Lamont Dozier, the Motown songwriter and producer who helped craft hits for artists such as the Supremes, the Four Tops, and the Isley Brothers, has died. He was 81.
The news was confirmed by his son, Lamont Dozier Jr., who wrote on Instagram, “Rest in Heavenly Peace, Dad!” A cause of death has not yet been announced.
“My condolences to Lamont Dozier’s family,” Diana Ross wrote. “He will always be remembered through all the beautiful songs that he wrote for me and the Supremes, and so many other beautiful songs.”
Dozier was born in Detroit on June 16, 1941 and launched his career in music as a singer, performing with various local doo-wop groups like the Romeos and the Voicemasters. In 1962, he signed to the Berry Gordy’s fledgling Motown records as an artist, producer, and songwriter, and quickly found himself working with brothers Brian and Eddie Holland. The trio — which came to be known as Holland-Dozier-Holland, or just H-D-H — turned out a few deep cuts during their first year together, but generation-defining success came soon enough.
As Motown founder Berry Gordy put it in a tribute, the sound of H-D-H “became synonymous with the ‘Motown Sound.'” Gordy added, “Lamont was a brilliant arranger and producer who balanced the talents of the great Eddie and Brian Holland, helping to pull it all together. Lamont was a good friend and will be missed by the entire Motown Family. My sincere condolences to his family and friends.”
In 1963, Holland-Dozier-Holland scored their first Top 10 hits with Martha and the Vandellas’ “Heat Wave” and “Quicksand,” as well as the Miracles’ “Mickey’s Monkey.” While Eddie Holland primarily crafted the lyrics and vocal productions for the songs they wrote, Dozier and Brian Holland served as the team’s main producers and arrangers, working closely with Motown’s house band, the Funk Brothers, to fine-tune the label’s signature blend of R&B and pop (with some grand orchestral flourishes thrown in for good measure).
In 1964, the songwriting and the sound came together perfectly with the vocal talent and star power when Holland-Dozier Holland partnered with the Supremes. That year H-D-H crafted three iconic Number Ones for the girl group, “Where Did Our Love Go,” “Baby Love,” and “Come See About Me.”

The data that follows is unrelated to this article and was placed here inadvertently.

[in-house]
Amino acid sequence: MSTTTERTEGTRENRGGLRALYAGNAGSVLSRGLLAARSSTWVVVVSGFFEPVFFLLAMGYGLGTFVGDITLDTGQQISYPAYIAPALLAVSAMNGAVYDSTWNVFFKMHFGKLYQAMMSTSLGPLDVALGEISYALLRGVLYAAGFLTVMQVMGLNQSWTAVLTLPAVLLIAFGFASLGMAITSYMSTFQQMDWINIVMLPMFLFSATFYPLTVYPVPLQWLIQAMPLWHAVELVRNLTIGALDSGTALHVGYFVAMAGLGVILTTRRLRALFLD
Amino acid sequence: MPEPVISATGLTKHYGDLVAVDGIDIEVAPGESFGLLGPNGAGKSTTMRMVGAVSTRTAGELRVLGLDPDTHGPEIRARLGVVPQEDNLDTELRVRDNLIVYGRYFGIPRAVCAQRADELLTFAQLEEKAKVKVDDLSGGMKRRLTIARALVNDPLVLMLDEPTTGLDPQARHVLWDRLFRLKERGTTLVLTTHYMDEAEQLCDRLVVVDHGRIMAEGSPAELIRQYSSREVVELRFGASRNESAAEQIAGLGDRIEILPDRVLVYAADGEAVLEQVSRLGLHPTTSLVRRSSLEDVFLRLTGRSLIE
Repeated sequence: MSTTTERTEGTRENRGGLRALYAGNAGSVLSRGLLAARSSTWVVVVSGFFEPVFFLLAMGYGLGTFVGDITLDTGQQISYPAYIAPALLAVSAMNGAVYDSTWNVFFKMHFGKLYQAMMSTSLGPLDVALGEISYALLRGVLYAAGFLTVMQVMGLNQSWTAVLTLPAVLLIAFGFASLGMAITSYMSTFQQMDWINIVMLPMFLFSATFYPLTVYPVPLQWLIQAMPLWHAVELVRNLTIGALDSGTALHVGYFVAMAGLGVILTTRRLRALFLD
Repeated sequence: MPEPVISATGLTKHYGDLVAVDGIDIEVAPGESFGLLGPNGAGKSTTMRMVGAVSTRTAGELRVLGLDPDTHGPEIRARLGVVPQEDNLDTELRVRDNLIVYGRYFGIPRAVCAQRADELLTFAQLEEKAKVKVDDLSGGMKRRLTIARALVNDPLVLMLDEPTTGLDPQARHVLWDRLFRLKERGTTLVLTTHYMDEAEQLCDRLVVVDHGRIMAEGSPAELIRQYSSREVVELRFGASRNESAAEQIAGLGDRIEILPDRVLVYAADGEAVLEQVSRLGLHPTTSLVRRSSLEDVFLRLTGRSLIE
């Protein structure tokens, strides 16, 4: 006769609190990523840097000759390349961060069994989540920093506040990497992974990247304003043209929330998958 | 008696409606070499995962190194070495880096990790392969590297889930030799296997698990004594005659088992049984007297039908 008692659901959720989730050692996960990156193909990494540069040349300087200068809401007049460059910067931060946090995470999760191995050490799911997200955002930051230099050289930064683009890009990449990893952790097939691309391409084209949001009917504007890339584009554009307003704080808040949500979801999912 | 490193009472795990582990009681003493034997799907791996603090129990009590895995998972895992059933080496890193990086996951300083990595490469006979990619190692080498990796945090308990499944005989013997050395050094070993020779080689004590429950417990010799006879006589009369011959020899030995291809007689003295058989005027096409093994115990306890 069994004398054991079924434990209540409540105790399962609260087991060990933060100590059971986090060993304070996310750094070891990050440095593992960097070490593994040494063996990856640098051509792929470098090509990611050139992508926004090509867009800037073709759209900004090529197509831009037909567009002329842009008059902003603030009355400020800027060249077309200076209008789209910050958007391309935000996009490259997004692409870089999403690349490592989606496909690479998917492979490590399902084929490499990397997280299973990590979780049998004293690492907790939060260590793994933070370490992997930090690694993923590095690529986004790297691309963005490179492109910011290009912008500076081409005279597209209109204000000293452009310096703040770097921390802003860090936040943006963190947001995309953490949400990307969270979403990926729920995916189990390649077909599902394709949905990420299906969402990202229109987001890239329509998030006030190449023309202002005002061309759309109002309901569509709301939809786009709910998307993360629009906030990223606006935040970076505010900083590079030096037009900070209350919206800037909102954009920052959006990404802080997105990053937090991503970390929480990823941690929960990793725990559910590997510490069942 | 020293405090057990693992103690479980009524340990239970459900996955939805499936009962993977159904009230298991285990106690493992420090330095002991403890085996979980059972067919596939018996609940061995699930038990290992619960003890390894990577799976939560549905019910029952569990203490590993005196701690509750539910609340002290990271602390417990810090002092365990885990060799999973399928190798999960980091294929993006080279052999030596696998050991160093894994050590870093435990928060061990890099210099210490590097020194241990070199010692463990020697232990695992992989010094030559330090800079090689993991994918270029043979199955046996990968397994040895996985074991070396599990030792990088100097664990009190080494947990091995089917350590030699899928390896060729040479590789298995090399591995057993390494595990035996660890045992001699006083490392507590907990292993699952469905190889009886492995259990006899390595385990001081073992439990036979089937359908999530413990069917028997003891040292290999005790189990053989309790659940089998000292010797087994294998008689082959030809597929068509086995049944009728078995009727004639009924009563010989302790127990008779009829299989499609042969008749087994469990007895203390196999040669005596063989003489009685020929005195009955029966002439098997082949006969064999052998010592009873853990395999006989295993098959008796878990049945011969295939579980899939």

In a 2003 interview with Rolling Stone, Dozier said it was after “Where Did Our Love Go” hit Number One that he knew H-D-H had a special kind of chemistry: “Brian and I used to have lunch at that little walk-up, and once that wheel started rolling with ‘Where Did Our Love Go,’ I said, ‘Man, we’ve stumbled up into something — are you feeling this?’ He said, ‘Yeah, I’m feeling it too.’ I said, ‘I don’t know what this is, but I don’t think this thing is going to stop.’ … It was like being at the carnival and hitting that bell, Bam! Number One! Bam! Number One! Bam! Number One! When we weren’t doing that with the Supremes, we were over here with the Four Tops. Bam! It was surreal.”
H-D-H scored seven more Number Ones with the Supremes, bringing their total with the group to 10 in the brief period between 1964 and 1967. On top of that, the trio was also penning and producing timeless hits for other Motown favorites, like Marvin Gaye’s “How Sweet It Is (To Be Loved By You)” and the Four Tops’ “I Can’t Help Myself (Sugar Pie Honey Bunch)” and “Reach Out I’ll Be There.”
Recalling the making of the latter track in The Wall Street Journal in 2013, Dozier remembered how they encouraged Four Tops vocalist Levi Stubbs to tap into his inner-Bob Dylan while recording the lyrics. “Back in ’66, we were listening a lot to Bob Dylan. He was the poet then, and we were inspired by his talk-singing style on ‘Like a Rolling Stone.’ Dylan was something else — a guy we looked up to. We loved the complexity of his lyrics and how he spoke the lines and sang them in places. We wanted Levi to shout-sing ‘Reach Outs’’s lyrics — as a shout-out to Dylan.”
In 1967, however, Holland-Dozier-Holland left Motown over a contract dispute with label founder Berry Gordy. Subsequent litigation wasn’t settled until the late Seventies, but during that time, the trio launched their own labels, Invictus and Hot Wax, and kept making music. In 1970, they scored hits with the Chairmen of the Board’s “Give Me Just a Little More Time” and Freda Payne’s “Band of Gold.” And Dozier started making music himself again, releasing a handful of high-charting R&B tunes including 1972’s “Why Can’t We Be Lovers” (which was credited to Dozier and Brian Holland), and 1973’s “Trying to Hold on to My Woman.”
Dozier returned to the top of the charts one more time in the late Eighties when he partnered with Phil Collins to co-write and produce, “Two Hearts,” which appeared on the soundtrack for the film Buster. Along with hitting Number One, the song was nominated for Best Original Song at the Oscars, shared the Golden Globe in the same category with Carly Simon’s “Let the River Run” (from Working Girl), and notched Dozier his first Grammy nomination and win (for Best Song Written Specifically For A Motion Picture Or Television).
In 1988, Holland-Dozier-Holland was inducted into the Songwriters Hall of Fame, while two years later they were inducted into the Rock and Roll Hall of Fame.
In a 2019 interview with the Detroit Free Press, as Dozier prepared to publish his memoir, aptly titled, How Sweet It Is, the songwriter reflected on his work and the remarkable legacy of the music he helped create. “Everything I write, I give credit to God, the master muse,” he said. “I thank him for letting me put my name on his music. That’s how I started [regarding] it. I don’t read music, and I can’t write it either. I did it all by ear and feeling when I sat down at the piano… But I still hear that stuff over and over. It still hasn’t let up. They still play that music, man. It’s amazing. I thought some of it wouldn’t last a day. But it’s been here for 60 years, and that’s a great feeling — all over the world.”